On June 30, 2022, Netflix reported a staggering 220.7 million subscribers worldwide. While a massive number to comprehend, the company spent the last 25 years growing into the titan it is today. Although many might remember Netflix as the one to pave the road to streaming, they once offered a variety of films and shows mailed directly to a resident. Somewhat stuck in the past, the company quickly moved into the unknown world of streaming. And now, streaming appears to be the future for both television shows and blockbuster films. With the changes that came with each year, the price for a basic subscription has also changed. With some paying over $15 for an account, it seems that Netflix will offer an ad-supported option for half the price.
In constant competition with other platforms like Paramount+, HBO Max, and Hulu, Netflix apparently moved its launch day for the ad support up due to Disney+ being on the cusp of offering users a cheaper option. Those who wish to take advantage of Netflix’s ad-supported subscription can do so on November 1. Disney’s ad support won’t launch until a month later on December 8th.
The new changes from Netflix come after the company revealed its first subscriber loss in nearly a decade. At the time, co-CEO Reed Hastings admitted to Netflix looking into ad-supported tiers. The addition of ads comes after the company once praised itself for turning away from advertisers.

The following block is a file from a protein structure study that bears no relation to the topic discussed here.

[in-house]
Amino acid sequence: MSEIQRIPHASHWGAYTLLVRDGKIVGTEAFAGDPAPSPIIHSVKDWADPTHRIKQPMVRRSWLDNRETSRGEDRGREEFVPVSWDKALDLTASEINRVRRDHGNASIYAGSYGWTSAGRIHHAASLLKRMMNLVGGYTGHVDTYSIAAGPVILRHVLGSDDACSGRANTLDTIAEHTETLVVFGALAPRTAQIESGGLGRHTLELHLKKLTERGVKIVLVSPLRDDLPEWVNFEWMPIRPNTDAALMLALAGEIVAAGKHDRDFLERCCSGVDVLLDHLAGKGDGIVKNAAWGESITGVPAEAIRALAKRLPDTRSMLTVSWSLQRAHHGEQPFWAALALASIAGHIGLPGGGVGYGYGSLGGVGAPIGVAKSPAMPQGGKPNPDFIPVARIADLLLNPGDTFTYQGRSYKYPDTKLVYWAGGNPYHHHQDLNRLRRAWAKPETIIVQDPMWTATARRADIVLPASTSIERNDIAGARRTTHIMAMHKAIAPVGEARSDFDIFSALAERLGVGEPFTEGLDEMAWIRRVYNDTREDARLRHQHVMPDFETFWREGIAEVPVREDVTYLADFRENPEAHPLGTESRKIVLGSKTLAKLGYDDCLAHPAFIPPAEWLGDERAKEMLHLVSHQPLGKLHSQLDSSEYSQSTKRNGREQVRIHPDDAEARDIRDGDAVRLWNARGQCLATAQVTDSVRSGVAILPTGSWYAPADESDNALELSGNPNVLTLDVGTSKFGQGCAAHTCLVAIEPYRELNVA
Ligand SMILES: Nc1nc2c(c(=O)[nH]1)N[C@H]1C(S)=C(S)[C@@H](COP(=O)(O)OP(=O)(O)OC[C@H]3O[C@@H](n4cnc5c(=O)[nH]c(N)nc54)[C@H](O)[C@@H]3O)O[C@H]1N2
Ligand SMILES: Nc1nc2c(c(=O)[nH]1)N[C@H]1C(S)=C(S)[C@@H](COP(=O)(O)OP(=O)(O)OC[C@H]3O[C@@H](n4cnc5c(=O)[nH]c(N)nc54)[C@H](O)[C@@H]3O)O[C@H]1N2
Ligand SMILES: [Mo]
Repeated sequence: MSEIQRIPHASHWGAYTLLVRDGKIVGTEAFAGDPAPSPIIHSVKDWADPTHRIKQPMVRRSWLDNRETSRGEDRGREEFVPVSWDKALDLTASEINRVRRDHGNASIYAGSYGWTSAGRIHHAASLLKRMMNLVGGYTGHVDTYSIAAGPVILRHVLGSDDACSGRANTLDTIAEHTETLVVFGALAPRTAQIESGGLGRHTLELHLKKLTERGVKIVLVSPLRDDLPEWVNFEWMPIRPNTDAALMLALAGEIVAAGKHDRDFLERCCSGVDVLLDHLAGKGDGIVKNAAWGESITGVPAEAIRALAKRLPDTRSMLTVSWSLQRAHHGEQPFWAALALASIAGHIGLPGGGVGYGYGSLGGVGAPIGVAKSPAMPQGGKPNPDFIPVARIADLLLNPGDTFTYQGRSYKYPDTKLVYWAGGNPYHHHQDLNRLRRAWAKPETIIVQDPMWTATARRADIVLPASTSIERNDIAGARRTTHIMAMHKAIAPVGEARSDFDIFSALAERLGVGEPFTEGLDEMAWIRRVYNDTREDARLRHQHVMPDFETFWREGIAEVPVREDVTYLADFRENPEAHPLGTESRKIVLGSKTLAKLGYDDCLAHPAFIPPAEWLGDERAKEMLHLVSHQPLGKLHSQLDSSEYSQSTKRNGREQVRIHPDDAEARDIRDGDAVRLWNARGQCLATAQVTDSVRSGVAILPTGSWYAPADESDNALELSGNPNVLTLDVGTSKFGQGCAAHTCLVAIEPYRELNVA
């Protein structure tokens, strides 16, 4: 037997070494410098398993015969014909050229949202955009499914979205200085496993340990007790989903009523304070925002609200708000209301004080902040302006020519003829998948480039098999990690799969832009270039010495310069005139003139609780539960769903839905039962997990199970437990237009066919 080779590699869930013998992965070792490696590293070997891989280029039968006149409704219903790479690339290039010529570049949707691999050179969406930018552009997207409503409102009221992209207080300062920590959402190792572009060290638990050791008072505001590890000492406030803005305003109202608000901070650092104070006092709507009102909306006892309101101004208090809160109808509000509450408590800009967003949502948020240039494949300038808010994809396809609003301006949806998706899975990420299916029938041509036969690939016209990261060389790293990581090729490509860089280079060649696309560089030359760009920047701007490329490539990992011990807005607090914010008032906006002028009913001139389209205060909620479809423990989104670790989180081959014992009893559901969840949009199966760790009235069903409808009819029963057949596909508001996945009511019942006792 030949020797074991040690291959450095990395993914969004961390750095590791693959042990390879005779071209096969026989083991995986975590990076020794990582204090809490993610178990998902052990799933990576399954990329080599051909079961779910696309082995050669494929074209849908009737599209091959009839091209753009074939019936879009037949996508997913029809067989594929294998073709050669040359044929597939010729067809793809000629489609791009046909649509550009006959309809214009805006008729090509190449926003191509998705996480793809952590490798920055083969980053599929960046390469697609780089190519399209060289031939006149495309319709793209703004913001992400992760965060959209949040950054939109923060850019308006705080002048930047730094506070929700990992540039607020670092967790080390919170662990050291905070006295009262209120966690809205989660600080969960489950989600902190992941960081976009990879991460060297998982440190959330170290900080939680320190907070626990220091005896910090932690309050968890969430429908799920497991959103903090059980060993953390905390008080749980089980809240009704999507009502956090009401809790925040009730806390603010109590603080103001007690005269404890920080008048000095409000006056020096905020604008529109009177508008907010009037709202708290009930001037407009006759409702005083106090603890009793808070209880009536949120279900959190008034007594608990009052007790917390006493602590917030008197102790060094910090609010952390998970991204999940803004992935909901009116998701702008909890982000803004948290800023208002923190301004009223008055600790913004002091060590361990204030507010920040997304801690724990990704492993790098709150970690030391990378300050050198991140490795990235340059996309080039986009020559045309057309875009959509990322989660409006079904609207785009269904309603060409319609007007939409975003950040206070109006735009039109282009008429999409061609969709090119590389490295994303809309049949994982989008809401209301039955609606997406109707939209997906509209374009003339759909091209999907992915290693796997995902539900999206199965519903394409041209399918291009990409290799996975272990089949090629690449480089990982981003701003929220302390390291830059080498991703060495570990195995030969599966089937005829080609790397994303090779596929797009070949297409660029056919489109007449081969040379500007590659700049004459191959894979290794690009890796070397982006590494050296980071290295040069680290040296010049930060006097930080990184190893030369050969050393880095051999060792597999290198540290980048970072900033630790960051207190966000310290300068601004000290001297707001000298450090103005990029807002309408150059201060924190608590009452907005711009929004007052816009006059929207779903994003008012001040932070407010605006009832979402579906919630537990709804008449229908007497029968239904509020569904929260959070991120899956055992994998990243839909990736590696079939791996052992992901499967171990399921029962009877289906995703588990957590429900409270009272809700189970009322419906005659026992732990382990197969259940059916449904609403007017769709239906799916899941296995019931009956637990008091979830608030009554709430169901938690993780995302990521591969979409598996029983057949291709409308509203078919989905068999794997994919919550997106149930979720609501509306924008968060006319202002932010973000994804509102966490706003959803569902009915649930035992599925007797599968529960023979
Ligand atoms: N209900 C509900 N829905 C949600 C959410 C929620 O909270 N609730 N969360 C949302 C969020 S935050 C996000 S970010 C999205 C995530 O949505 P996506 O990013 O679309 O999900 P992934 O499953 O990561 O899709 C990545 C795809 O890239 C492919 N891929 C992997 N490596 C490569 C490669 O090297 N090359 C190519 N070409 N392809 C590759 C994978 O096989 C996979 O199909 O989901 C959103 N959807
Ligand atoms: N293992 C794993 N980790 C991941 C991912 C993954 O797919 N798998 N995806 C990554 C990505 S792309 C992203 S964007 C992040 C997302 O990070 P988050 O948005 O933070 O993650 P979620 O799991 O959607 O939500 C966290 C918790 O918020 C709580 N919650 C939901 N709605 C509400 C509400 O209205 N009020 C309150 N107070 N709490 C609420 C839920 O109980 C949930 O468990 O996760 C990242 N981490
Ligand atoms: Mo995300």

Netflix Unveils Ad-Supported Tiers Ahead Of Blonde Premiere
With a cheaper option available, it happens to come at no better time given that September promotes several big films for the company. Tyler Perry’s A Jazzman’s Blues premieres on September 23, featuring Joshua Boone, Brent Antonello, and Solea Pfeiffer. Another top film for Netflix is the controversial film Blonde.
Diving deep into the life of Marilyn Monroe, Blonde already caused headlines when it received an NC-17 rating. The news of the irregular rating that bans any person under 17 from watching the film even confused the film’s star, Ana de Armas. She spoke with L’Officiel, stating, “I didn’t understand why that happened. I can tell you a number of shows or movies that are way more explicit with a lot more sexual content than Blonde.” She added, “But to tell this story it is important to show all these moments in Marilyn’s life that made her end up the way that she did. It needed to be explained. Everyone [in the cast] knew we had to go to uncomfortable places. I wasn’t the only one.”
Director Andrew Dominik appeared fine with the rating, only saying, “It’s a demanding movie…It’s an NC-17 movie about Marilyn Monroe, it’s kind of what you want, right? I want to go and see the NC-17 version of the Marilyn Monroe story.”